Log in     

Thursday, November 24, 2011

Yesterday’s post was about what I wore to the annual International Press Freedom Awards Dinner for the Committee to Protect Journalists. As I said, the dinner honors journalists from around the world who risk their lives to report from war zones and in defiance of brutal regimes. It also raises money for CPJ’s activities: denouncing anti-press violations, providing assistance to targeted journalists, and advocating for press freedom worldwide.

There are a lot of fundraising dinners in New York, but I think this is one of the most emotional. Brian Williams of NBC News, one of the evening’s speakers, ruefully noted that the typical fundraiser doesn’t treat you to images of graphic violence during the first course. This year, we saw some of the very last pictures taken by U.K.-born Tim Hetherington and New Yorker Chris Hondros, photojournalists who were killed while covering the conflict in Libya this spring. They were just two of the 41 journalists who have been killed this year. We also saw CPJ’s new overview video about its work.

The four 2011 honorees– Mansoor al-Jamri of Bahrain; Natalya Radina of Belarus; Javier Valdez Cárdenas of Mexico; and Umar Cheema of Pakistan — are all journalists who are or were persecuted by their own governments or criminal enterprises, just for reporting the news. I urge you to watch the video depictions of their experiences.

Al-Jamri is co-founder and editor-in-chief of Al-Wasat, an independent Arabic-language daily. CPJ says, “When waves of protests swept the country in early 2011, Al-Wasat called for moderation and prudence by demonstrators and authorities. In March, armed, masked thugs attacked and blockaded the daily’s presses for a week, blocking employees from getting to and from work. In April, authorities shut Al-Wasat and charged al-Jamri with ‘publishing false news’ intended to incite Shiite unrest. Al-Jamri, called to answer criminal charges, resigned in the face of intimidation and harassment, as did the paper’s managing editor and news director. Al-Wasat was allowed to reopen under state control, but its board of directors voted to reinstate al-Jamri as editor-in-chief.”

Radina is editor-in-chief of the pro-opposition news website Charter 97, which covers government wrongdoing, human rights violations, and corruption in Belarus. She was arrested in December 2010 and spent a month and a half sleeping on the floor of a prison cell that had no hot water or toilet. She became so ill she was bleeding from her ears. After she was released, pending trial, she managed to escape to Russia and from there to Lithuania. She continues to edit Charter 97 from exile.

Cárdenas founded Ríodoce, a weekly publication covering crime and corruption in Sinaloa, which CPJ says is one of Mexico’s most violent states. He frequently covers drug trafficking and organized crime. In 2009, a grenade was thrown into Ríodoce‘s facilities. In his video interview, Cárdenas describes how he avoids going out with his family due to the dangers of life in Mexico.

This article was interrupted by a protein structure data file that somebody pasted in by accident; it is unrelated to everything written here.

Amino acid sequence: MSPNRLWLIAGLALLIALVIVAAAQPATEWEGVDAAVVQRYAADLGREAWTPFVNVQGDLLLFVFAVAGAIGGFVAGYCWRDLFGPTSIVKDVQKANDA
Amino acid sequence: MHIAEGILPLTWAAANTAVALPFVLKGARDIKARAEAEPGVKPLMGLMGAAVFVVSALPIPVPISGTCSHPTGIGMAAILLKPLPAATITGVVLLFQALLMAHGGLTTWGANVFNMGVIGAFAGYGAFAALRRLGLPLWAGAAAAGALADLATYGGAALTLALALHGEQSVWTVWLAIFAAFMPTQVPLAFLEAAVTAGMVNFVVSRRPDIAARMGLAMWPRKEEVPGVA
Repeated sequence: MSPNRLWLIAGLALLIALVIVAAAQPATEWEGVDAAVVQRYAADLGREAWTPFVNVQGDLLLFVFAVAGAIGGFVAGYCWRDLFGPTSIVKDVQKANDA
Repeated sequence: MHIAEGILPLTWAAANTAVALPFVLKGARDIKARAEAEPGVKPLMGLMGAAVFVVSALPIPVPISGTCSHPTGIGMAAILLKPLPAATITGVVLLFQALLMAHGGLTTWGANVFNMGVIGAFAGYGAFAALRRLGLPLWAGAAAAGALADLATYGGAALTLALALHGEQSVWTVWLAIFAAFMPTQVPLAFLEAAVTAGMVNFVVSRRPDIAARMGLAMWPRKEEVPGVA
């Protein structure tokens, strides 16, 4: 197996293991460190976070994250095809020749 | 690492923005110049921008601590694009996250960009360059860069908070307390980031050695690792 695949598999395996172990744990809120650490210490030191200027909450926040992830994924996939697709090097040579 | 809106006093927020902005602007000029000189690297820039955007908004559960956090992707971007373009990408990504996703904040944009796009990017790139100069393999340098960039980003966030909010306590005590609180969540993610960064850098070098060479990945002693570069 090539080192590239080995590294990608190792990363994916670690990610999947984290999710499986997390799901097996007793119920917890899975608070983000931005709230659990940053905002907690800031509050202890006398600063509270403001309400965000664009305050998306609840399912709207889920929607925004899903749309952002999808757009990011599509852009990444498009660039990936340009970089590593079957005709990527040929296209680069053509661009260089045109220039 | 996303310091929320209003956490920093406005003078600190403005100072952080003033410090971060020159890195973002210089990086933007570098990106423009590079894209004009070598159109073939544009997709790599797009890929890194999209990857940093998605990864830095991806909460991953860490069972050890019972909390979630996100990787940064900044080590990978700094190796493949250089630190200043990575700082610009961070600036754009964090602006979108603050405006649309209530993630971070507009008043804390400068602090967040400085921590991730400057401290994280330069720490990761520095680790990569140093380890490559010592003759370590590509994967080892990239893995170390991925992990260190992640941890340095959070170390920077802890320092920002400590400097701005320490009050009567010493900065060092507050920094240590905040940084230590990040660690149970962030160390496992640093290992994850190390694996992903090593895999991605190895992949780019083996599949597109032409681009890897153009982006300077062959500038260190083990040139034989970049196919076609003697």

Cheema, a reporter with Islamabad’s The News, was kidnapped in September 2010. “Men in police commando uniforms” stripped, beat, and photographed him in humiliating positions. “If you can’t avoid rape, enjoy it,” they told him. After he was released, he went public. He has been harassed and threatened since then.

Also receiving an award was Eynulla Fatullayev of Azerbaijan. He was supposed to get his award in 2009, but at the time he was imprisoned on trumped-up charges. He had written an article that charged Azerbaijani authorities with ignoring evidence and obstructing the investigation of the assassination of Fatullayev’s magazine colleague Elmar Huseynov. The attention and pressure brought by CPJ helped set him free after four years in prison, two of which were in solitary confinement.

There’s no denying that shit goes down in the U.S. too. But whenever I see people declaring — on Twitter, Facebook, blogs or news sites — that we’re living in a police state, I have to laugh. The very fact that millions of people are able to complain vehemently (and all too often with racist or sexist language) without fearing for their lives proves that we’re not living in a police state. We still have legal recourse under the First Amendment, despite attempts to chip away at it. Someone like two-time CPJ-award-winner Beatrice Mtetwa of Zimbabwe would love to have our supposed lack of freedom. She’s an attorney who has been beaten up twice for defending journalists imprisoned for reporting on the outrages committed by the government of Zimbabwe’s dictator Robert Mugabe. Basically, she’s doing a First Amendment lawyer’s job in a place with no First Amendment. Meanwhile, the very day of the CPJ dinner, South Africa’s Parliament passed a bill that will restrict the ability of journalists to report information claimed to be a government secret. In contrast, the day after the event, New York City Police Commissioner Raymond W, Kelly warned officers “not to interfere unreasonably” with journalists’ access during Occupy Wall Street protests. Those that do, he said, will be subject to disciplinary action.

So on this Thanksgiving, I’m thankful for press freedom. While you’re exercising your freedom, you can follow CPJ on Twitter at @pressfreedom. You can donate to CPJ by clicking here.

Related Posts with Thumbnails

22 Responses to “Giving Thanks for Press Freedom”

  1. Cameron says:

    I remember signing that postcard to help call for Fatullayev’s and J.S. Tissainayagam’s releases from their respective prisons. I’m very happy to have been one of the signatories, especially with a happy ending such as the one described here. I even kept the envelope and your handwritten note from that time.

    And if it happens again with another journalist, I’ll do it again.

  2. jesse.anne.o says:

    Thank you for posting these. It’s amazing how lucky we are and how quickly we can “other” those who aren’t.

  3. coffeeaddict says: